Patrick Charles Cregan AM
19 November 1951 - 23 January 2017
General Surgeon and Surgical Leader
Patrick Charles Cregan was born in Sydney on 19 November 1951. He had three younger sisters; Catherine, Jennifer and Anne. After completing his secondary education at St Ignatius' College Riverview, New South Wales in 1969, he entered Medical School at The University of Sydney. He did his clinical years at the Royal North Shore Hospital graduating in 1975. He completed his residency training at Royal North Shore Hospital and moved to Concord Hospital in 1978 for his surgical training. He completed his training and was awarded his FRACS in General Surgery in 1982.
In 1983 he moved to what was then known as Nepean District Hospital as a Visiting Consultant General Surgeon. He continued his busy clinical practice at Nepean Hospital until his premature retirement from clinical practice in late 2014. He was an outstanding clinician with excellent clinical judgement and was an exceptionally good technical surgeon. Initially, he performed a broad range of general surgical procedures. Pat was a pioneer and pursued all new techniques with great enthusiasm and skill. He performed the first laparoscopic cholecystectomy in the Nepean region on 20 October, 1990. Following this there were many other new innovations pioneered by him.
As Nepean Hospital developed into a tertiary Teaching Hospital in the early 1990s, he focused on the subspecialty of Breast and Endocrine Surgery, whilst still maintaining a strong clinical interest and involvement in biliary, bariatric and hernia surgery. He was instrumental in the development of the Acute Surgical Unit (ASU) in 2006. At the time this was a bold new model of surgical care for patients presenting with acute general surgical conditions. The ASU is a consultant lead service with a team that is dedicated to the management of all general surgical emergencies. The same team functions 7-days a week, providing consultant lead care with significant improvements in patient outcomes. This model has been adopted by many hospitals across Australia and New Zealand.
Pat's involvement at Nepean extended way beyond his clinical work. Throughout his time at Nepean he strongly advocated for the improved services for the Nepean Blue Mountains population and for the access to these services to be equitable with those provided elsewhere in Sydney. As a result, he was instrumental in many improvements related to patient care, teaching, training and research at Nepean. These include:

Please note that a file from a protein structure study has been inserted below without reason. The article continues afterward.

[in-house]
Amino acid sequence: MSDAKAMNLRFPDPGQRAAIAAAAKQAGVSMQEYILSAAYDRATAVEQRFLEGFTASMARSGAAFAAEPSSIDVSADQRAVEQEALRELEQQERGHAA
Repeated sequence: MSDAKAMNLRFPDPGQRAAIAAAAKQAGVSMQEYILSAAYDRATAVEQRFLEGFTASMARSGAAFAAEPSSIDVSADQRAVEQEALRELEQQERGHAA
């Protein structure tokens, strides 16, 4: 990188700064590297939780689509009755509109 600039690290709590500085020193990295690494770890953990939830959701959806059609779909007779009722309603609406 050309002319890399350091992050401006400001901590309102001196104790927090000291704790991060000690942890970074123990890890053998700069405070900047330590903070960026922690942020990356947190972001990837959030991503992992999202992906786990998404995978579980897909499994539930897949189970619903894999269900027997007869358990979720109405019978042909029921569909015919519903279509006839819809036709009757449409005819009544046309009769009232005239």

- Upgrading Nepean from a District Hospital to a tertiary Teaching Hospital in the early 1990s.
- Establishing the Nepean Cancer Care Centre that opened in 1999, providing integrated, co-ordinated, high level medical oncology, radiation oncology and palliative care services to the Nepean, Blue Mountains and Hawkesbury population.
- Enabling the expansion of physical capacity with the building of three new wings:
- The West Block (Tom Hamilton Building) that opened in 1994 along with the expansion of the operating suite from 4 to 8 operating rooms.
- The South Block (Brian Spurett Building) that opened in 2000.
- The East Block that opened in 2012 with 3 new surgical wards and 6 additional operating rooms. In recognition of Pat's immense contribution to the delivery of health care to the population of Nepean and Blue Mountains the East Block was named The Patrick Cregan Building in July 2016.
Pat was the clinical Director of Surgery from 2000 until 2011 and in 2011 he became the inaugural Chairman of the Nepean Blue Mountains Local Health District Board. A role he continued until he resigned in mid-2015, some 9 months after he retired from clinical practice.
Pat had a strong desire to improve surgical care that extended well beyond his involvement in the Nepean area. In 2004 in order to address serious governance issues related to the provision of surgical care across NSW he was instrumental in the establishment of the NSW Surgical Services Taskforce (SST). He chaired the SST from 2004 until 2011 and during this time made extensive improvements that resulted in the equitable and sustainable access to high quality surgical care across NSW. Many of the initiatives introduced by Pat have been adopted right across Australia. His outstanding contribution to surgery was recognised with the awarding of an AM on Australia Day January 26, 2017.
Although, his commitment to surgery was great, his love and commitment to his family was far greater. Pat and Suzanne met and fell in love during their years as medical students. They married in 1975 and have seven children; Rebecca, James, Edward, Thomas, Isabel, Charlotte and Louisa. The seven children have a unique bond seldom seen between siblings in smaller families, let alone a family of seven. During 2016 Patrick and Suzanne became the proud grandparents of Louie and Lilian.
Sadly, Patrick died on January 23, 2017 after a very protracted battle with cancer. His shoes shall never be filled by any single individual. His tireless work has left an enduring legacy of improved surgical care across NSW and Australia. He shall be sadly missed by all.
This obituary was kindly provided by Dr Michael Cox FRACS.